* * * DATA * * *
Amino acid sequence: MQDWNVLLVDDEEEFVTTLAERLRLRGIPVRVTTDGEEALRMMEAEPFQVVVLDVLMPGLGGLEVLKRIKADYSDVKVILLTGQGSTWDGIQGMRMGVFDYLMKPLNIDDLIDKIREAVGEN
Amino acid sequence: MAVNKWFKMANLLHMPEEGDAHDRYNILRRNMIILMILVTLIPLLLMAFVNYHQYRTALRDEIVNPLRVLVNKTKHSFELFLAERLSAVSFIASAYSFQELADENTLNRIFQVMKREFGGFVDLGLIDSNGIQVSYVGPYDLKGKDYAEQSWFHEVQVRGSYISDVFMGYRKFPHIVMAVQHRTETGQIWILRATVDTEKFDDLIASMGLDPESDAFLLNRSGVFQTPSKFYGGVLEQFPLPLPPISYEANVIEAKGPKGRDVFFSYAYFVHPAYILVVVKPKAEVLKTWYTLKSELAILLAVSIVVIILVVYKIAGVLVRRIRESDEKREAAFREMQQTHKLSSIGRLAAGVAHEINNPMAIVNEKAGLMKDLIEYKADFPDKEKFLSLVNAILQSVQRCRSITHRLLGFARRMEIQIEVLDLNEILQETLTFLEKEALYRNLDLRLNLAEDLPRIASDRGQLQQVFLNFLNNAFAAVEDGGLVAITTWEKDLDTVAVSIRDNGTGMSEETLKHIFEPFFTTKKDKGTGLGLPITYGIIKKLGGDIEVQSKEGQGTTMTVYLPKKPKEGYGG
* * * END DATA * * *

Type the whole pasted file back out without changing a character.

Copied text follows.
Amino acid sequence: MQDWNVLLVDDEEEFVTTLAERLRLRGIPVRVTTDGEEALRMMEAEPFQVVVLDVLMPGLGGLEVLKRIKADYSDVKVILLTGQGSTWDGIQGMRMGVFDYLMKPLNIDDLIDKIREAVGEN
Amino acid sequence: MAVNKWFKMANLLHMPEEGDAHDRYNILRRNMIILMILVTLIPLLLMAFVNYHQYRTALRDEIVNPLRVLVNKTKHSFELFLAERLSAVSFIASAYSFQELADENTLNRIFQVMKREFGGFVDLGLIDSNGIQVSYVGPYDLKGKDYAEQSWFHEVQVRGSYISDVFMGYRKFPHIVMAVQHRTETGQIWILRATVDTEKFDDLIASMGLDPESDAFLLNRSGVFQTPSKFYGGVLEQFPLPLPPISYEANVIEAKGPKGRDVFFSYAYFVHPAYILVVVKPKAEVLKTWYTLKSELAILLAVSIVVIILVVYKIAGVLVRRIRESDEKREAAFREMQQTHKLSSIGRLAAGVAHEINNPMAIVNEKAGLMKDLIEYKADFPDKEKFLSLVNAILQSVQRCRSITHRLLGFARRMEIQIEVLDLNEILQETLTFLEKEALYRNLDLRLNLAEDLPRIASDRGQLQQVFLNFLNNAFAAVEDGGLVAITTWEKDLDTVAVSIRDNGTGMSEETLKHIFEPFFTTKKDKGTGLGLPITYGIIKKLGGDIEVQSKEGQGTTMTVYLPKKPKEGYGG